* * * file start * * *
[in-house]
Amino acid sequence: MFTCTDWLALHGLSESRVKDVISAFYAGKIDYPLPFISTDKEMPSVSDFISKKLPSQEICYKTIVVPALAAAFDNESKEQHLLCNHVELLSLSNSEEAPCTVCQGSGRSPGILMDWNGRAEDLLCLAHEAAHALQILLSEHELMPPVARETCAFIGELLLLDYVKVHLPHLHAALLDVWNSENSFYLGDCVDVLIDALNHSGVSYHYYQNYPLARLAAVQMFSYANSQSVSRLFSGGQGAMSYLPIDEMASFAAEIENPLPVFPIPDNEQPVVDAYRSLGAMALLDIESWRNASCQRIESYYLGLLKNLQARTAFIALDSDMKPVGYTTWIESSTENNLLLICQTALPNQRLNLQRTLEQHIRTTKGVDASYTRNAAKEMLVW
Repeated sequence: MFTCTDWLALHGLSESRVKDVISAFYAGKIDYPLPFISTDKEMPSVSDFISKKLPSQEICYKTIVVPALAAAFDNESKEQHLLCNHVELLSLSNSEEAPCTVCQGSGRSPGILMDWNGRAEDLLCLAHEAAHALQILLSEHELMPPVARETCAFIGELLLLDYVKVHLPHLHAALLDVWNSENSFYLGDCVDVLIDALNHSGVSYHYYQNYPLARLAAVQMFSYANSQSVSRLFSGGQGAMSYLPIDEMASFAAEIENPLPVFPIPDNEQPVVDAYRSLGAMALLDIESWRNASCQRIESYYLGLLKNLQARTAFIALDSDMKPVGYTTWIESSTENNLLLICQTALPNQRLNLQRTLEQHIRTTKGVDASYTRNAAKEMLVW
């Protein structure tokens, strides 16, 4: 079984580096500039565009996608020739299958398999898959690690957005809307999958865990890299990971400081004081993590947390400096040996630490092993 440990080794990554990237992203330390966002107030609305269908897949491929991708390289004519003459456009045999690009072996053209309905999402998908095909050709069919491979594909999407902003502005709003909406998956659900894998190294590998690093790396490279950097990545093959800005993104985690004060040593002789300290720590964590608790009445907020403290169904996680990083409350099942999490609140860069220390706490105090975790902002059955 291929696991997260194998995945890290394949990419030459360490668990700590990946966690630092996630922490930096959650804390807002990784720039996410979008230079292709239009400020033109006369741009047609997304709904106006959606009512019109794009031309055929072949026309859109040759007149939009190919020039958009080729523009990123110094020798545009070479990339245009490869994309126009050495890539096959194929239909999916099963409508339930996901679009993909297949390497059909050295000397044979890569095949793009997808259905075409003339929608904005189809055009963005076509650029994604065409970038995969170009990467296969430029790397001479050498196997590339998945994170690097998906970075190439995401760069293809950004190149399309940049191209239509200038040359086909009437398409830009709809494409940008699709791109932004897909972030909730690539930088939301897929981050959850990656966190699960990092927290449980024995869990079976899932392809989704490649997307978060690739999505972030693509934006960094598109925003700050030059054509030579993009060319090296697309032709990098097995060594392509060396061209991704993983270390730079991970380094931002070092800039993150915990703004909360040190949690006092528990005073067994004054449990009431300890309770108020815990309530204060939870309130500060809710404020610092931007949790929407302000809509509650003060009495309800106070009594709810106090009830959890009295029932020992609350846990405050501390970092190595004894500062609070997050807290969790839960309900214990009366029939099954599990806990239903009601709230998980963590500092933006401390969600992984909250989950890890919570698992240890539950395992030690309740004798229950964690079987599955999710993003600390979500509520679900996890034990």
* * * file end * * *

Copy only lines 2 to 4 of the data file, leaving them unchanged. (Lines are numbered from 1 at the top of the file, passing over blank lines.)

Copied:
Amino acid sequence: MFTCTDWLALHGLSESRVKDVISAFYAGKIDYPLPFISTDKEMPSVSDFISKKLPSQEICYKTIVVPALAAAFDNESKEQHLLCNHVELLSLSNSEEAPCTVCQGSGRSPGILMDWNGRAEDLLCLAHEAAHALQILLSEHELMPPVARETCAFIGELLLLDYVKVHLPHLHAALLDVWNSENSFYLGDCVDVLIDALNHSGVSYHYYQNYPLARLAAVQMFSYANSQSVSRLFSGGQGAMSYLPIDEMASFAAEIENPLPVFPIPDNEQPVVDAYRSLGAMALLDIESWRNASCQRIESYYLGLLKNLQARTAFIALDSDMKPVGYTTWIESSTENNLLLICQTALPNQRLNLQRTLEQHIRTTKGVDASYTRNAAKEMLVW
Repeated sequence: MFTCTDWLALHGLSESRVKDVISAFYAGKIDYPLPFISTDKEMPSVSDFISKKLPSQEICYKTIVVPALAAAFDNESKEQHLLCNHVELLSLSNSEEAPCTVCQGSGRSPGILMDWNGRAEDLLCLAHEAAHALQILLSEHELMPPVARETCAFIGELLLLDYVKVHLPHLHAALLDVWNSENSFYLGDCVDVLIDALNHSGVSYHYYQNYPLARLAAVQMFSYANSQSVSRLFSGGQGAMSYLPIDEMASFAAEIENPLPVFPIPDNEQPVVDAYRSLGAMALLDIESWRNASCQRIESYYLGLLKNLQARTAFIALDSDMKPVGYTTWIESSTENNLLLICQTALPNQRLNLQRTLEQHIRTTKGVDASYTRNAAKEMLVW
């Protein structure tokens, strides 16, 4: 079984580096500039565009996608020739299958398999898959690690957005809307999958865990890299990971400081004081993590947390400096040996630490092993 440990080794990554990237992203330390966002107030609305269908897949491929991708390289004519003459456009045999690009072996053209309905999402998908095909050709069919491979594909999407902003502005709003909406998956659900894998190294590998690093790396490279950097990545093959800005993104985690004060040593002789300290720590964590608790009445907020403290169904996680990083409350099942999490609140860069220390706490105090975790902002059955 291929696991997260194998995945890290394949990419030459360490668990700590990946966690630092996630922490930096959650804390807002990784720039996410979008230079292709239009400020033109006369741009047609997304709904106006959606009512019109794009031309055929072949026309859109040759007149939009190919020039958009080729523009990123110094020798545009070479990339245009490869994309126009050495890539096959194929239909999916099963409508339930996901679009993909297949390497059909050295000397044979890569095949793009997808259905075409003339929608904005189809055009963005076509650029994604065409970038995969170009990467296969430029790397001479050498196997590339998945994170690097998906970075190439995401760069293809950004190149399309940049191209239509200038040359086909009437398409830009709809494409940008699709791109932004897909972030909730690539930088939301897929981050959850990656966190699960990092927290449980024995869990079976899932392809989704490649997307978060690739999505972030693509934006960094598109925003700050030059054509030579993009060319090296697309032709990098097995060594392509060396061209991704993983270390730079991970380094931002070092800039993150915990703004909360040190949690006092528990005073067994004054449990009431300890309770108020815990309530204060939870309130500060809710404020610092931007949790929407302000809509509650003060009495309800106070009594709810106090009830959890009295029932020992609350846990405050501390970092190595004894500062609070997050807290969790839960309900214990009366029939099954599990806990239903009601709230998980963590500092933006401390969600992984909250989950890890919570698992240890539950395992030690309740004798229950964690079987599955999710993003600390979500509520679900996890034990």